I loved Lara as a character; she is a bit naive but she has such a great heart that you can't help but empathetically cringe in embarassment with her when she mucks up and puts herself on the line either for herself or for the sake of Sadie. As for Sadie, I started off disliking her but as the story wore on and bits of her life story started to unravel, I began to understand her more and ended up rooting for her at the end.
Most of all, I loved the little poignant back stories that Kinsella wove for her main characters; they were such gems that after reading them my esteem for that particular character went up and I started investing more heavily in him/her. And as always, Kinsella does a great job at dropping such funny situations throughout the book that I swear my neighbours think they're living next to a lunatic who spent all afternoon alone going 'OHMYGOSH THAT"S SOO GOOD!!" and then bursting into manical laughter soon after. I also loved the journey of self-discovery that both Lara and Sadie went on; it's one of those books that I closed with a big grin on my face and a sense of satisfaction weighing on my chest.
Overall, if you're looking for a serious read, don't pick this up because you will be disappointed! If you are looking for a fun, light and silly read or if you love Ceclia Ahern's writing, be sure to pick it up and you'd walk away from its ending with a goofy smile on your face like I did! :)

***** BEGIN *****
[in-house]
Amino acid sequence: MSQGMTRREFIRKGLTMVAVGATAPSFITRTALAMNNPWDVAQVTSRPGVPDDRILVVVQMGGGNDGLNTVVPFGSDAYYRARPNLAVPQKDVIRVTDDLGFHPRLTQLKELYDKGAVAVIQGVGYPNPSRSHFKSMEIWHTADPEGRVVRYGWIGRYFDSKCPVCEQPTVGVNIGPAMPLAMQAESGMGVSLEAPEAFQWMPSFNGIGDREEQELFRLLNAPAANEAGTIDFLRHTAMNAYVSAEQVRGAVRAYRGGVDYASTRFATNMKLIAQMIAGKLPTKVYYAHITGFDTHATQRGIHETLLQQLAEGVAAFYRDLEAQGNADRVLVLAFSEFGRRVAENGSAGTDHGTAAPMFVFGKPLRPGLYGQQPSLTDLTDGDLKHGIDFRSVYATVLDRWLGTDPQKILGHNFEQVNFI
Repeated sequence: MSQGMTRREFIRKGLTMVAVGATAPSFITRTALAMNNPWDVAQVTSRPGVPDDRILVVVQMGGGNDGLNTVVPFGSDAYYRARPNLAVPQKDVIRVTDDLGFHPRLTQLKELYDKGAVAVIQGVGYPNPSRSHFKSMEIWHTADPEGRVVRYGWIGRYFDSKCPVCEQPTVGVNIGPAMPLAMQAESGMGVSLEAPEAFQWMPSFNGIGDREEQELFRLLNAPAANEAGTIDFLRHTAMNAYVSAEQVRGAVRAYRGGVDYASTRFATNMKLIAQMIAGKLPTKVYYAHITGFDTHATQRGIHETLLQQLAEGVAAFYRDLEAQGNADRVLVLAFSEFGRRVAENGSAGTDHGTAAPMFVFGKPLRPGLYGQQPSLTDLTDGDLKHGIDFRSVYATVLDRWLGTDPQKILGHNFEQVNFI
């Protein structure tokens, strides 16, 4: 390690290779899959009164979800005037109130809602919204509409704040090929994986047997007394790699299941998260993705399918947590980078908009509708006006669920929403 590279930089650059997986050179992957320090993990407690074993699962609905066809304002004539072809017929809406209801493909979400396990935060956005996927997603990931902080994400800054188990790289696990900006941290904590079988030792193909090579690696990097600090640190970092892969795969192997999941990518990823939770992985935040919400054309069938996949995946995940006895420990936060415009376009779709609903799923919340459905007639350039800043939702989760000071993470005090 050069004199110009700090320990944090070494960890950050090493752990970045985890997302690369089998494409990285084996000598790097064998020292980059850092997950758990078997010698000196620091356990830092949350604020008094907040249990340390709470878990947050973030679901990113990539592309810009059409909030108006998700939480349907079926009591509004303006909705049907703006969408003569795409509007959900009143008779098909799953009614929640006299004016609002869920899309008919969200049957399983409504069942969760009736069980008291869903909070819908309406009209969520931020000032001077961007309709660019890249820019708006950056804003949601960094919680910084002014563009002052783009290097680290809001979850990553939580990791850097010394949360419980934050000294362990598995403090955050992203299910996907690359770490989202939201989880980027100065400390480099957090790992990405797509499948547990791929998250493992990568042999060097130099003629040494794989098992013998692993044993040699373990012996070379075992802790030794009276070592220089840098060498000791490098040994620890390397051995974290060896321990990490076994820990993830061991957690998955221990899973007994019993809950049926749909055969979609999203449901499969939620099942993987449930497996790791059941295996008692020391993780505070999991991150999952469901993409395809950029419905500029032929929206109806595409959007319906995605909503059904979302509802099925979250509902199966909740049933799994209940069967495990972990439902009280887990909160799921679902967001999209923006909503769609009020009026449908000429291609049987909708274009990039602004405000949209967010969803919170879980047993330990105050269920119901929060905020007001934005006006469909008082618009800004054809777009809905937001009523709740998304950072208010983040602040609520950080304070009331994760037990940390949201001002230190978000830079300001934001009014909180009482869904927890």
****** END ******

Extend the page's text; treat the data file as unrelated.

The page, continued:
The last shopaholic book I read was probably a while ago so much so I can't really remember how much I liked or disliked it. Nevertheless...
I think Mi...moreThe last shopaholic book I read was probably a while ago so much so I can't really remember how much I liked or disliked it. Nevertheless...
I think Mini Shoapholic is the weakest book in the series so far. I remember loving the first three books, and then feeling "meh" about the books after (present book excluded). What I loved about the first three books was Becky: she was totally dysfunctional but she was funny while messing up her entire life and digging a bigger hole for herself as the plot moved along. Plus she had such a great heart it was hard not to sympathize with her plight. Most of all though, she learnt her lesson, redeemed herself and became a better person by the end of the book.
Not so with this book.